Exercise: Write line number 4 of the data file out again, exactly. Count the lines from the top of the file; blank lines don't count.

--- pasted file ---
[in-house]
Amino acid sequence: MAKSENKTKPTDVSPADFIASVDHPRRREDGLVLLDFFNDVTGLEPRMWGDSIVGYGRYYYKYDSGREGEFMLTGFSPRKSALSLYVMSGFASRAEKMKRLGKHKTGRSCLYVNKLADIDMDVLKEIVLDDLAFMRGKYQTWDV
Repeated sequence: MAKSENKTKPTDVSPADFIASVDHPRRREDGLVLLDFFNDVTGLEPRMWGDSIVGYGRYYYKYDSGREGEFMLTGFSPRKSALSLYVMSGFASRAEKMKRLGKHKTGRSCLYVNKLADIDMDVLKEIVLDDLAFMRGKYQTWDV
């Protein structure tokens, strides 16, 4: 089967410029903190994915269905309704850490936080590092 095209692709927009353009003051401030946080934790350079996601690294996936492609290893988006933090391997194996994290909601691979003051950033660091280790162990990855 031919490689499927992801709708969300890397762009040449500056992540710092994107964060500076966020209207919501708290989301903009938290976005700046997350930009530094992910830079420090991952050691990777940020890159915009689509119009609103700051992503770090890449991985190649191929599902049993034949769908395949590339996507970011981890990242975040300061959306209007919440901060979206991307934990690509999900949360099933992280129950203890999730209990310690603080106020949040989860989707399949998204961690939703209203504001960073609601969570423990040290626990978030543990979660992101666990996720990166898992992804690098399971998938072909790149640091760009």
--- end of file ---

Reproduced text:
């Protein structure tokens, strides 16, 4: 089967410029903190994915269905309704850490936080590092 095209692709927009353009003051401030946080934790350079996601690294996936492609290893988006933090391997194996994290909601691979003051950033660091280790162990990855 031919490689499927992801709708969300890397762009040449500056992540710092994107964060500076966020209207919501708290989301903009938290976005700046997350930009530094992910830079420090991952050691990777940020890159915009689509119009609103700051992503770090890449991985190649191929599902049993034949769908395949590339996507970011981890990242975040300061959306209007919440901060979206991307934990690509999900949360099933992280129950203890999730209990310690603080106020949040989860989707399949998204961690939703209203504001960073609601969570423990040290626990978030543990979660992101666990996720990166898992992804690098399971998938072909790149640091760009």